AMBIORIX. WINTER, 54-53 B. C.
THE crops had been poor. Cæsar spread his legions in winter-quarters over a large area, so as more readily to subsist. The camps were three hundred miles apart between extremes. Of this fact the Gauls took advantage. Ambiorix attacked Sabinus at Aduatuca. Instead of fighting it out, Sabinus relied upon Ambiorix's promise of free exit, and sought to march to Cicero's camp, the nearest to his own. But he did this carelessly, was attacked, and entirely cut up. Ambiorix then marched to Cicero's camp and tried the same artifice of promising free exit. Cicero acted the soldier's part and held to his camp. Cæsar heard of these events. He had but seven thousand men whom on the spur of the moment he could concentrate. With these he set out to rescue Cicero. So soon as he reached the vicinity, Ambiorix quitted the siege of Cicero's camp and advanced to meet him. It was nine to one. Cæsar, with admirable ruse, led on Ambiorix, who despised his meagre numbers, to attack him in careless order; and falling suddenly on him, defeated his army and dispersed it. He thus released Cicero from his bad case. Few of Cicero's men had escaped wounds or death. Labienus meanwhile had been attacked by the Treviri, but had won a brilliant victory.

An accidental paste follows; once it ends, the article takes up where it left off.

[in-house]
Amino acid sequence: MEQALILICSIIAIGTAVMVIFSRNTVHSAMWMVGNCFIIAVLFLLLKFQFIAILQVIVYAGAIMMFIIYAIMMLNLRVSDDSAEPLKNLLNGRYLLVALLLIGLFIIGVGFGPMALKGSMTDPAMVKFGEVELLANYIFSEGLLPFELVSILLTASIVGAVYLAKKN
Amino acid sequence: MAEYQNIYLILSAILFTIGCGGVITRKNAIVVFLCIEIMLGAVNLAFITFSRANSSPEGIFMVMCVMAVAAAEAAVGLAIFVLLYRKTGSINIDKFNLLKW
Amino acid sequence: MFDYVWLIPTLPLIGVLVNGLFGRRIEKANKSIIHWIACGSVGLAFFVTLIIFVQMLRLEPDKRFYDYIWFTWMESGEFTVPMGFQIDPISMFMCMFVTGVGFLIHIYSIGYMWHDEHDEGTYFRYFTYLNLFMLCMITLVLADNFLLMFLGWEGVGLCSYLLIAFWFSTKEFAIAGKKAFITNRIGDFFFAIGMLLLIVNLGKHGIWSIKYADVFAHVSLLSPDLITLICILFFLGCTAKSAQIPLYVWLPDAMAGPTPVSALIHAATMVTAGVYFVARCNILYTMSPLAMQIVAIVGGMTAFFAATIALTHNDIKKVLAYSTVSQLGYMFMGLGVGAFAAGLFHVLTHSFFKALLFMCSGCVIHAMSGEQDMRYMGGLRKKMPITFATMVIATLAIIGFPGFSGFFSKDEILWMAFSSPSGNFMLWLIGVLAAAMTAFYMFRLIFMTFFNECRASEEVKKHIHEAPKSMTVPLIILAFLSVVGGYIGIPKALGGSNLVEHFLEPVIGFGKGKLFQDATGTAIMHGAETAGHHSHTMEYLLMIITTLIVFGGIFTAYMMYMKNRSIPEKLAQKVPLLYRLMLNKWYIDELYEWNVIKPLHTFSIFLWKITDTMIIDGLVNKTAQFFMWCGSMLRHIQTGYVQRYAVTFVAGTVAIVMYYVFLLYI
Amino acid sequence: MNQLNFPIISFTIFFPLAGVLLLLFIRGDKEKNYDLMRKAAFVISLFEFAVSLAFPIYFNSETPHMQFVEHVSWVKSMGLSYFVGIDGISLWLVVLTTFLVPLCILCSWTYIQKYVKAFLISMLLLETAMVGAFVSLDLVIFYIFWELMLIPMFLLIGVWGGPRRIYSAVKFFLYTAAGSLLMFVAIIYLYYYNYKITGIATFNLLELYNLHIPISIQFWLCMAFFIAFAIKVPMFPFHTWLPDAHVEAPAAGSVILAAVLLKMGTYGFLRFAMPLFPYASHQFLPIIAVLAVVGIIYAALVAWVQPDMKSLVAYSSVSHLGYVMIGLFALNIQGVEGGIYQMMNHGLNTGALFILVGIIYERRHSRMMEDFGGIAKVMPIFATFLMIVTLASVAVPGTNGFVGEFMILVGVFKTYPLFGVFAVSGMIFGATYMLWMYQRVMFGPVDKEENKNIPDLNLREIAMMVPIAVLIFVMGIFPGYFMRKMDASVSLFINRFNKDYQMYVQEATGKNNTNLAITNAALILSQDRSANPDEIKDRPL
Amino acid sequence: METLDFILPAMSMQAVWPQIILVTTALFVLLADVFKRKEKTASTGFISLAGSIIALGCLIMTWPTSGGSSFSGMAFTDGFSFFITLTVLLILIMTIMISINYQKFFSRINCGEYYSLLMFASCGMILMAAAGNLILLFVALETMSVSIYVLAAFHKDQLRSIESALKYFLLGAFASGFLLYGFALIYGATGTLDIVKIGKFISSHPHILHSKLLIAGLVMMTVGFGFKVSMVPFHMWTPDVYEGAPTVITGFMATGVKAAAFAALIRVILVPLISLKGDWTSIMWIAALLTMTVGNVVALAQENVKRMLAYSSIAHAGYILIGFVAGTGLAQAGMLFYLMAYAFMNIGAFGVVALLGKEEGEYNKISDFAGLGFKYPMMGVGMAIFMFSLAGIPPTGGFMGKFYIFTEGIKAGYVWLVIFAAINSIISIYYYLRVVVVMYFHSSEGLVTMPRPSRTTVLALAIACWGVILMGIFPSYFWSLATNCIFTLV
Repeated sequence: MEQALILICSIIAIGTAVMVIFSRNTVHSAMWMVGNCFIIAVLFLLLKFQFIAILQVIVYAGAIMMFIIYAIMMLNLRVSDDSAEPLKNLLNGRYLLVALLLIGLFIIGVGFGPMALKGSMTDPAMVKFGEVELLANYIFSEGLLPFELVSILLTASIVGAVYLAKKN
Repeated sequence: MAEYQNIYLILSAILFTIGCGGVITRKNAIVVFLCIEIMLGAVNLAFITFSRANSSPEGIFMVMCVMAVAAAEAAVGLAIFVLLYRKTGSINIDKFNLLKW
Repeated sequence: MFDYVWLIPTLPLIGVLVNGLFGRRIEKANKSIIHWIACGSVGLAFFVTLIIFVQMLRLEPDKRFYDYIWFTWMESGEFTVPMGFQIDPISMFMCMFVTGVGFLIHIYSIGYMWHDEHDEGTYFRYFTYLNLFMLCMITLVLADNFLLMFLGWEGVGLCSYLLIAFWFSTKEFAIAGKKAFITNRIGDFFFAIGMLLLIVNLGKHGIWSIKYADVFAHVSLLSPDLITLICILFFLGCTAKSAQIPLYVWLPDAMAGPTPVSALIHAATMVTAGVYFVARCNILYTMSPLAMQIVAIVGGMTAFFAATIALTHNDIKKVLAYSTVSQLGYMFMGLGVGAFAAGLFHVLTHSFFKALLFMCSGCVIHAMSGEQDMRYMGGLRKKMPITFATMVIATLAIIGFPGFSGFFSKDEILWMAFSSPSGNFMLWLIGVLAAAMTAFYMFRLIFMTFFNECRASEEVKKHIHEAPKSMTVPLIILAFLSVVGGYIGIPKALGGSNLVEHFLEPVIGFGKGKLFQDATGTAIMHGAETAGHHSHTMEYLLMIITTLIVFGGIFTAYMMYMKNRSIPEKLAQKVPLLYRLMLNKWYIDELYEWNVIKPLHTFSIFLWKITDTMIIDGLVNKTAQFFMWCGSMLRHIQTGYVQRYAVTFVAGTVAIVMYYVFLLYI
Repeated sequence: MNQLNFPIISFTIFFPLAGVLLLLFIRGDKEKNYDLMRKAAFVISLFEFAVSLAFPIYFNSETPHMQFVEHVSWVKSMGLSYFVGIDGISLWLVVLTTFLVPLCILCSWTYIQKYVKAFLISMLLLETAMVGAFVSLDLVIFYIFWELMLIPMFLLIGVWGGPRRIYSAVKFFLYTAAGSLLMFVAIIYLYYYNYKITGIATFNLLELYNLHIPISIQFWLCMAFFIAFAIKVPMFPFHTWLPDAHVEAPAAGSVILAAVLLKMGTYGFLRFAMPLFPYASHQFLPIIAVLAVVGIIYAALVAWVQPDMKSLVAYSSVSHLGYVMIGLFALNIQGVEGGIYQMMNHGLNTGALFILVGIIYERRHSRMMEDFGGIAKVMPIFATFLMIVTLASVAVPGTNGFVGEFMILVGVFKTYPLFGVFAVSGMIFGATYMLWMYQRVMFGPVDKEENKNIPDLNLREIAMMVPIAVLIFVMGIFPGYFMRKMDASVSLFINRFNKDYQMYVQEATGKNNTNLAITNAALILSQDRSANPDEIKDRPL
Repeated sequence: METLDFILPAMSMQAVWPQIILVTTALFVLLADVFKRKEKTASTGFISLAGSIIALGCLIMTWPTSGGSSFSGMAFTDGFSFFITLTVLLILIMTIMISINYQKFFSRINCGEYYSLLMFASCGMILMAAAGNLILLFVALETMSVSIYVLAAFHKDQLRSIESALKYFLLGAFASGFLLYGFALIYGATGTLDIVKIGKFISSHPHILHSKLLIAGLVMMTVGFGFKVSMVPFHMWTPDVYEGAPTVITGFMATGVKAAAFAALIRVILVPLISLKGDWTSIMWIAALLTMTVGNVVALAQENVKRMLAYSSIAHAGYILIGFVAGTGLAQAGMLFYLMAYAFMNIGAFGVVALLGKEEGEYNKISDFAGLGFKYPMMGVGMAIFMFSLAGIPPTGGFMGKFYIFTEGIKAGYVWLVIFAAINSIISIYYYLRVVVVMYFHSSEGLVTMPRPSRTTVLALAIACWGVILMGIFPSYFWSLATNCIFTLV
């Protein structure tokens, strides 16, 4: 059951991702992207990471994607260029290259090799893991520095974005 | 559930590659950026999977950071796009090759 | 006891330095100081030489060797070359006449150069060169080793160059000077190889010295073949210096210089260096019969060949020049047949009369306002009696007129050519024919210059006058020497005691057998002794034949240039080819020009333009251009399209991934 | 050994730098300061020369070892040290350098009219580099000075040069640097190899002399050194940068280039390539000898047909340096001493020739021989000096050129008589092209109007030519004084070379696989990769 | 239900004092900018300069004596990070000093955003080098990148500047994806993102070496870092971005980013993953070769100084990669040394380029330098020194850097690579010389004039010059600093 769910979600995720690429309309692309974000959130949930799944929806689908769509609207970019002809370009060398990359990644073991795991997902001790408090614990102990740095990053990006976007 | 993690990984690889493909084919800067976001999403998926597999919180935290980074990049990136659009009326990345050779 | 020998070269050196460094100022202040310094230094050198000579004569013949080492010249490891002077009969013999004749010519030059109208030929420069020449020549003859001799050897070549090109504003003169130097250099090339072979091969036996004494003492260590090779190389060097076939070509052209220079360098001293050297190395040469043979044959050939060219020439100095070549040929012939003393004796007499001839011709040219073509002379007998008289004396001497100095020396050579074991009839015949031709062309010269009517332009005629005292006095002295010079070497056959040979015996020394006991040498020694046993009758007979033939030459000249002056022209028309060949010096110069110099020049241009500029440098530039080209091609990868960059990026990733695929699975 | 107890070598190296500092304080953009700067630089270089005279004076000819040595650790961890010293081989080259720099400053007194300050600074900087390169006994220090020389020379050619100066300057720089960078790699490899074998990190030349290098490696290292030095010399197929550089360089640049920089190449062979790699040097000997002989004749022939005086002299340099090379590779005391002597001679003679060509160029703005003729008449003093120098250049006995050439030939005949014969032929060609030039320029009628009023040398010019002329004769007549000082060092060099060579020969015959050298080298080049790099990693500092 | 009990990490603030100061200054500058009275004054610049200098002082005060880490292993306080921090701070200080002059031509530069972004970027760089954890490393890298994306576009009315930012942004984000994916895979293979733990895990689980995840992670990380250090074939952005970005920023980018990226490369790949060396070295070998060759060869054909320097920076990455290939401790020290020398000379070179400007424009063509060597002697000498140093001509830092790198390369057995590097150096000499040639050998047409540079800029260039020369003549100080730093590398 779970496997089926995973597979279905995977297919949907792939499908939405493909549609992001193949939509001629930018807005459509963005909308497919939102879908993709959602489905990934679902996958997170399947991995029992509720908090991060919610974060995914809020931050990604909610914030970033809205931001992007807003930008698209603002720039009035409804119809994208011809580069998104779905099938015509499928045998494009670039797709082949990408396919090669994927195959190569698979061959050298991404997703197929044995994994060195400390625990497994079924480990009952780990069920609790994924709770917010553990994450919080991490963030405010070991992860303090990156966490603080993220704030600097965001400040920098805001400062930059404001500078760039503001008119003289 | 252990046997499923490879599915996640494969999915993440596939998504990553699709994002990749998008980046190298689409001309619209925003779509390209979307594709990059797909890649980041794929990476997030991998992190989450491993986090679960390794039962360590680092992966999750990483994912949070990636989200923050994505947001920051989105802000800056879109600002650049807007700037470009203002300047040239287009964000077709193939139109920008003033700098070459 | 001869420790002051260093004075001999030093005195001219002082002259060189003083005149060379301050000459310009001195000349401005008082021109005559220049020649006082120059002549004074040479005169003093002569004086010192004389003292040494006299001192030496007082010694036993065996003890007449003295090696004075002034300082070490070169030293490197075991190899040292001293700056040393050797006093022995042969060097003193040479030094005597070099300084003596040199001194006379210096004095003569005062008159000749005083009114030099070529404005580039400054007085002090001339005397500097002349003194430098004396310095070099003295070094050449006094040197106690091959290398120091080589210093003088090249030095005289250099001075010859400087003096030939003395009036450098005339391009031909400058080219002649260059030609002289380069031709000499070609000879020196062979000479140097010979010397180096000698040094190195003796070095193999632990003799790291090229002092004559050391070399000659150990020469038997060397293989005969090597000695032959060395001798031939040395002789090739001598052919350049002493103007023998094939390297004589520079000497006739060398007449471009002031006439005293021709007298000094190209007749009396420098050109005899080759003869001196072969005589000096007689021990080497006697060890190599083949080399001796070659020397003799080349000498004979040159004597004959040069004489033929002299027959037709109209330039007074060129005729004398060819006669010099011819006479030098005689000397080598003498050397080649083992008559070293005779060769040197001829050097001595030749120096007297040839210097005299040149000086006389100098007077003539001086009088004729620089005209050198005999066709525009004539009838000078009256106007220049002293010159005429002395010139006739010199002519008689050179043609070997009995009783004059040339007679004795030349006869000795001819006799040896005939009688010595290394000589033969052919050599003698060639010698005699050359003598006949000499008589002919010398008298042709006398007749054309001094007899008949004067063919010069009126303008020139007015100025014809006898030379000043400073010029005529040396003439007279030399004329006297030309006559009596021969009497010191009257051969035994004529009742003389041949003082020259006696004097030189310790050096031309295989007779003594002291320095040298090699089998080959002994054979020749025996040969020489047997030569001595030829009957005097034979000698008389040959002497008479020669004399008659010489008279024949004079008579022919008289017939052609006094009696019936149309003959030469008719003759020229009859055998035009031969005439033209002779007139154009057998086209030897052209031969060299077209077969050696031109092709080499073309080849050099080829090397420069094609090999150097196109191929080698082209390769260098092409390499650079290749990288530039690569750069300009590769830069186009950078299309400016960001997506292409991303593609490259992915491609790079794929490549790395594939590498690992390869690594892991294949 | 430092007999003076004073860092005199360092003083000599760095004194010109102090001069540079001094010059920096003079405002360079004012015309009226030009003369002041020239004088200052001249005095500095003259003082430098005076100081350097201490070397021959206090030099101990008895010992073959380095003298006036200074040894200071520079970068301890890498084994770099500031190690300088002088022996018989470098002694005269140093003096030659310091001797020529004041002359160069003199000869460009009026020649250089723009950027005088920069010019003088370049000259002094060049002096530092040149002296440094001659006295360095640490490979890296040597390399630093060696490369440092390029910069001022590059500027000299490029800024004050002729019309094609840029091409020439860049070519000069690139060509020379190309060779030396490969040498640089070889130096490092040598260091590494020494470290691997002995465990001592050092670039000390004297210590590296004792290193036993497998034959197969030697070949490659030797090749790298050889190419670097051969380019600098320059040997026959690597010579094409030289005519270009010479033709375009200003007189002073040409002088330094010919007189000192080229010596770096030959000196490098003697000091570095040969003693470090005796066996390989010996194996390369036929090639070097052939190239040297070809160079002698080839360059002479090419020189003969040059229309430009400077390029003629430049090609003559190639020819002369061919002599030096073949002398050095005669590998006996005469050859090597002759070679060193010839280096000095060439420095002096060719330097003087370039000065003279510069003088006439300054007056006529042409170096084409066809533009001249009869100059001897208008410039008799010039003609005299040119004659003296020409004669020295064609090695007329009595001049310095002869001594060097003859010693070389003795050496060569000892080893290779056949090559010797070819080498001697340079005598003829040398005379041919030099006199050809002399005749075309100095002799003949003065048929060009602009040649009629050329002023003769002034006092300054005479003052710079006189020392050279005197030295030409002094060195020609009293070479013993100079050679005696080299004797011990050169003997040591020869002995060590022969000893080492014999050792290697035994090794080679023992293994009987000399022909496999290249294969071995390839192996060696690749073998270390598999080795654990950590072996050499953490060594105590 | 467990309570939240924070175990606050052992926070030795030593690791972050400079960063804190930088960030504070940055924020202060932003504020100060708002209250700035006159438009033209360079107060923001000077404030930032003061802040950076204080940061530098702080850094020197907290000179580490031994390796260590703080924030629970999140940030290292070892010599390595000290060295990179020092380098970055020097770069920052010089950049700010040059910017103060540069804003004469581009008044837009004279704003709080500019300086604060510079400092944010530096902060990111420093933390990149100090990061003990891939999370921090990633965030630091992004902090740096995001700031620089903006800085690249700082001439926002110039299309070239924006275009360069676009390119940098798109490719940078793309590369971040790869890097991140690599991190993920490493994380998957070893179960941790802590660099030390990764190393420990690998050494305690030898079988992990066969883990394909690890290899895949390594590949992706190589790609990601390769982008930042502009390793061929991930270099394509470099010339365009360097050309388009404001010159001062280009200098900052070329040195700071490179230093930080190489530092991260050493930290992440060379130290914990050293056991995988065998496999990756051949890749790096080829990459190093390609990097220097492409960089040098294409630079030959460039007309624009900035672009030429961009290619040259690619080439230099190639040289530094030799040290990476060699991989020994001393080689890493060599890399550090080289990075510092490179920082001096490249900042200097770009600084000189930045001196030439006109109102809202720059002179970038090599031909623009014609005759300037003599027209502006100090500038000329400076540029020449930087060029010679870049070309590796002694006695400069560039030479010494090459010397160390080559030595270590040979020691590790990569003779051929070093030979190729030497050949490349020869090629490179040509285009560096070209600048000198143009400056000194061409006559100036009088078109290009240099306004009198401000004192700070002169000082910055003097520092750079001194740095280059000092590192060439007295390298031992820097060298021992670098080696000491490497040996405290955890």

OWING to an exceptionally dry season the corn-crop had not been good in Gaul during the year 54 B. C.; so that Cæsar, as he says, was obliged to disperse his legions to provide them food in winter-quarters during the succeeding winter. Fabius, with one legion, was sent to the Morini, and established himself at modern St. Pol; Q. Cicero, brother of the orator, went with one to the Nervii, between the Scaldis and Sabis, and camped probably at Charleroi; Roscius, with one, was placed among the Esuvii, in southern Normandy, near Séez; Labienus, with one, was among the Remi, near the Treviri, very likely at Lavacherie; Crassus, Plancus and Trebonius, with three legions, occupied Bel-